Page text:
I covered 16 km today, although it felt more with my sore feet.
Brecon Canal Basin


Abergavenny to Danywenallt YHA

I had thought this section would be mainly a long, flat walk along the Monmouthshire & Brecon Canal, however the Usk Valley Walk deviates up the hillside into farmland above the canal making it a much more interesting, and difficult walk.
However the first part was easy, a walk from Abergavenny railway station through the grassy meadows beside the River Usk, where they were packing up after the National Eisteddfod, then up the road to the Canal. There followed many kilometres of canal, where I was shaded from the sun by the trees that line the canal, creating dappled sunlight on myself and other users of the canal. These included several narrowboats rented by people for their holiday, numerous cyclists, which I carefully stepped aside to avoid, lots of ducks and occasional swans, two groups of children learning how to canoe in their holidays and other people walking like myself. Wild flowers made the path more pleasant, the Cow Parsley had now gone to seed, but the Meadowsweet was showing its final, fluffy cream blooms and the Codlins and Cream (Great Willowherb) was still in full bloom. In places there were also informative signs as to the history of the canal and its surroundings, and the remains of lime kilns and wharfs, monuments to the industrial history of the area.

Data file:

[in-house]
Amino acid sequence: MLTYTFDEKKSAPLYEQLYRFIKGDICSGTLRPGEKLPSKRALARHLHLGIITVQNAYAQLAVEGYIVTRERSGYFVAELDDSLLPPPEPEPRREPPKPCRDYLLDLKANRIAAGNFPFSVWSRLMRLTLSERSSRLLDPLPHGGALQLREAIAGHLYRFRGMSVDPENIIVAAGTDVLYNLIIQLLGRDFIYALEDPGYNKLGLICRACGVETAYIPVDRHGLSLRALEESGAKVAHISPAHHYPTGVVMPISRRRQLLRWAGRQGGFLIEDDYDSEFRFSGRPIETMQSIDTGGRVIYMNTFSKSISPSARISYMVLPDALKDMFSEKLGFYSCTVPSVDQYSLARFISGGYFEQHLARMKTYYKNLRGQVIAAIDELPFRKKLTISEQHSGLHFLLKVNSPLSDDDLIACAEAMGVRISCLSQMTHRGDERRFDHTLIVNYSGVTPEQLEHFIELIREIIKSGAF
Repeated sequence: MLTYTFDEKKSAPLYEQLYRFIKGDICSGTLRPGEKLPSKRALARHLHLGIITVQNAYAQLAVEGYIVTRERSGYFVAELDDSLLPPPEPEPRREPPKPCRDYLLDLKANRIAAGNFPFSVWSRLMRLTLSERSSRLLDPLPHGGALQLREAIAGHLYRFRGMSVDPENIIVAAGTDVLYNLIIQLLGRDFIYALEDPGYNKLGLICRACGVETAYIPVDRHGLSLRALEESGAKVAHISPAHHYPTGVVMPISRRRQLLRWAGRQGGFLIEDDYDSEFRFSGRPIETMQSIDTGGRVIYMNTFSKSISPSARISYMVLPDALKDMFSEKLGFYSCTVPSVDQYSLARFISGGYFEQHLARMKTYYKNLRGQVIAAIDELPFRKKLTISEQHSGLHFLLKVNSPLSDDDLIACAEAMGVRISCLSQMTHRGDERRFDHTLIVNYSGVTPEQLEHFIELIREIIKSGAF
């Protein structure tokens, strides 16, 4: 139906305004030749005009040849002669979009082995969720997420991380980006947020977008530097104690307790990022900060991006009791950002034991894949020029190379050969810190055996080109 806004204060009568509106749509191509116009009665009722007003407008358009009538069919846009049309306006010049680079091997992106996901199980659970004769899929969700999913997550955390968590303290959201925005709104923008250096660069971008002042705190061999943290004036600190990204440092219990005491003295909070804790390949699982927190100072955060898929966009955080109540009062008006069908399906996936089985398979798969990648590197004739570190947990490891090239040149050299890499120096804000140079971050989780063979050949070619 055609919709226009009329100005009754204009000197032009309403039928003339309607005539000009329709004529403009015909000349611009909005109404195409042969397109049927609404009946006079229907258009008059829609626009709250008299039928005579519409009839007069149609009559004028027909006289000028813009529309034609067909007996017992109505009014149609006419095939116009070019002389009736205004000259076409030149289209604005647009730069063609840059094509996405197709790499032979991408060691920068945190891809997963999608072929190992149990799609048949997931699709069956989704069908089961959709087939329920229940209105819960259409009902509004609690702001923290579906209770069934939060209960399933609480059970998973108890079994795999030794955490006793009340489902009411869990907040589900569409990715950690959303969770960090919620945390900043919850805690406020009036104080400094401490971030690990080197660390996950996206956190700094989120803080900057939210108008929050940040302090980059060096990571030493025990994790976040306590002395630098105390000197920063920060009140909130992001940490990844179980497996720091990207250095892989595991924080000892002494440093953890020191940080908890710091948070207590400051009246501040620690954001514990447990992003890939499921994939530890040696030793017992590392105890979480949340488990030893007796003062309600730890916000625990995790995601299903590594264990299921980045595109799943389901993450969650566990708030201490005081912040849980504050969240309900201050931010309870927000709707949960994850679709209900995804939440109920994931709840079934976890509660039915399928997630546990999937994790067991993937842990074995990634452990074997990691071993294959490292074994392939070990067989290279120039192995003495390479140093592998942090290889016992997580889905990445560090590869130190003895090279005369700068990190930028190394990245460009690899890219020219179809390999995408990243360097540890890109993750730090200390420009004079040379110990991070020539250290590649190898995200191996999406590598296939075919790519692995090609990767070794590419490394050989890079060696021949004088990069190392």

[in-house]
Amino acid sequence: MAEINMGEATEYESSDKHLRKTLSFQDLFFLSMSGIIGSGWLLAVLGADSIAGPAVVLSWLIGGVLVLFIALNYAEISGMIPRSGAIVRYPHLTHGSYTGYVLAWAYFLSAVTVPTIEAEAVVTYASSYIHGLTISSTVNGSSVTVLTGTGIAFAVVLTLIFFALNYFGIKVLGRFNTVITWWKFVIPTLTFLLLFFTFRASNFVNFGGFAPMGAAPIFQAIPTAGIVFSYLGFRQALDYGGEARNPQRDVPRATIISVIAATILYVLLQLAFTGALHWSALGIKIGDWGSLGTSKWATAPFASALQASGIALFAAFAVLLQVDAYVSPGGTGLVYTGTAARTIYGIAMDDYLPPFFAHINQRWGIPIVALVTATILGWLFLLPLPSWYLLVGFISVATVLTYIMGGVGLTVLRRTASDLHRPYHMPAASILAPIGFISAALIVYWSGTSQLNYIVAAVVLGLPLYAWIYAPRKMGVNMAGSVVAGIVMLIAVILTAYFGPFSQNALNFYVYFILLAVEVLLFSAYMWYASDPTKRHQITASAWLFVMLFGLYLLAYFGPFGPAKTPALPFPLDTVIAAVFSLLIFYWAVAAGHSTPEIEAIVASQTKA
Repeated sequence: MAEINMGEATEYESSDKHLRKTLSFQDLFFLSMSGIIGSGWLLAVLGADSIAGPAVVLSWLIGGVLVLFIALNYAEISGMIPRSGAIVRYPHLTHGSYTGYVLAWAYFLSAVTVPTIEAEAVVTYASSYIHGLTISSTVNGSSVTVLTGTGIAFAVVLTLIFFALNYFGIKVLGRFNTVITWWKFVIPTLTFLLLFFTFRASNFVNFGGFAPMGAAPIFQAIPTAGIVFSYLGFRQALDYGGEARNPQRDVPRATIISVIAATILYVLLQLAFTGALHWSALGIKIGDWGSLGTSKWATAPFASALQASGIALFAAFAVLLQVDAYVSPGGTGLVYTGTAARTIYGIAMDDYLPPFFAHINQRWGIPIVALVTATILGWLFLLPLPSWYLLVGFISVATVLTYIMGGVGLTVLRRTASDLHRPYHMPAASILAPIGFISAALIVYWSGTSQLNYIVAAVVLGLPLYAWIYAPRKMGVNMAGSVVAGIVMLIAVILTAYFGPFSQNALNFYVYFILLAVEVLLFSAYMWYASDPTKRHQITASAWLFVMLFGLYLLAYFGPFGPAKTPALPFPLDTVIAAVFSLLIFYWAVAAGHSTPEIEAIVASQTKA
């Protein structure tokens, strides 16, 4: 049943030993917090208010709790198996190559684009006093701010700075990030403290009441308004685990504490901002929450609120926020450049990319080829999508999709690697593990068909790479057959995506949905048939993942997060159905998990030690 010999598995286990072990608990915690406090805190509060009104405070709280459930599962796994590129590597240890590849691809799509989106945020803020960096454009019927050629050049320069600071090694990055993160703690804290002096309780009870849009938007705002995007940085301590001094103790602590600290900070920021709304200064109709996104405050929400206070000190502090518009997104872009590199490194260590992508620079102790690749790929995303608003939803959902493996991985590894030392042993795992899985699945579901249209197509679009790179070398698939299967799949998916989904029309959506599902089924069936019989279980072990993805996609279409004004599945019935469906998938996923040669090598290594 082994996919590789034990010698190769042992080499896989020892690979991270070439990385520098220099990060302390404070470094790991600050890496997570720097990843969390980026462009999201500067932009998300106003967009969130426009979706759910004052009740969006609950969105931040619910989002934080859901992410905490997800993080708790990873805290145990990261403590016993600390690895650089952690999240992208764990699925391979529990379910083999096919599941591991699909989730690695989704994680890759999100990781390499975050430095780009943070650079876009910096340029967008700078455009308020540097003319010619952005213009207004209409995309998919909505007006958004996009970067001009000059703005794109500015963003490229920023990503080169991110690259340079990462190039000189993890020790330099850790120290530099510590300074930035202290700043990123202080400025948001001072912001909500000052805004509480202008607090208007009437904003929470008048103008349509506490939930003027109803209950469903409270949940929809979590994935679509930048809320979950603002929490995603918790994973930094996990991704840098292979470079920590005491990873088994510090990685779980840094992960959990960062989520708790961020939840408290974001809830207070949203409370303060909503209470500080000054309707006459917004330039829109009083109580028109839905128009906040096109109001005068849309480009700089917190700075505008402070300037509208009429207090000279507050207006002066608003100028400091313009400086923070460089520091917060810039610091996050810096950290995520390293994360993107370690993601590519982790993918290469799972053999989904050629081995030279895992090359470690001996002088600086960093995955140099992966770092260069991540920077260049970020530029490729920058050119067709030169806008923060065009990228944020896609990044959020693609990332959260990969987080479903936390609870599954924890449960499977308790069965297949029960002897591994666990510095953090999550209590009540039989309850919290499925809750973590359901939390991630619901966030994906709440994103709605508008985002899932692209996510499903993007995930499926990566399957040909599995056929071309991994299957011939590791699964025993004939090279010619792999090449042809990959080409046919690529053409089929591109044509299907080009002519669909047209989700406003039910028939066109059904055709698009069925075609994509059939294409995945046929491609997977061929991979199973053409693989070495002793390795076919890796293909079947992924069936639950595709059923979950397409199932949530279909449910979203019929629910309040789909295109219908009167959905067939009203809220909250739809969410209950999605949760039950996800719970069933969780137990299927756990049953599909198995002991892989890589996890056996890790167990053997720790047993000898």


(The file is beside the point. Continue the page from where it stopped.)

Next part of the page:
Monmouthshire and Brecon Canal

Codlins and Cream

I was doing well apart from my new Brasher (aka Berghaus) boots, a make I had previously found very comfortable, I felt a distinct bump beneath the ball of my foot, which was causing me some discomfort, so I turned off to Crickhowell a mile or so from the canal. After a ham sandwich, cake and coffee, I stopped at the "Adventure" shop and purchased an alternative insole. Not sure it made much difference. Worrying for a longer 500 mile walk I was planning across Austria.
Shortly after the difficulties began as the Usk Valley Walk heads uphill into farmland and trees. It did not seem a well used route and waymarking, largely absent along the canal (perhaps because there are no turn offs) was poor on this diversion through farmers fields and woodland overrun with bracken. On one section I disturbed a large number of pheasants among ferns surrounding a ruined barn. One tries to minimise the disturbance one makes, but the squawking of the pheasants as they took to the air, wings flapping madly or ran off along the path I was taking, highlighted my presence. Rather stupid birds, the ones I disturbed will make easy shots for gentleman on the estate.
One field I had to cross was planted with maize. One tries to avoid damage to farmers crops, but planting across the footpath, even though it was at the edge of the field, makes this difficult. I thought maybe I had missed the path but I found waymarks and stiles at both ends of the field confirming the I was on the correct route. Some missing waymarks may also suggest that walkers were not so welcome. Evidently not many take this route as where the my Ordnance Survey map and gps route, indicate the path exited a narrow road, there were only head, high bracken mixed with brambles. By precision navigation I determined the path must be at a certain spot and after beating back the undergrowth (or rather overgrowth) I found a hidden stile, crossing it gave me a few scratches and stings but at least put me on the right route.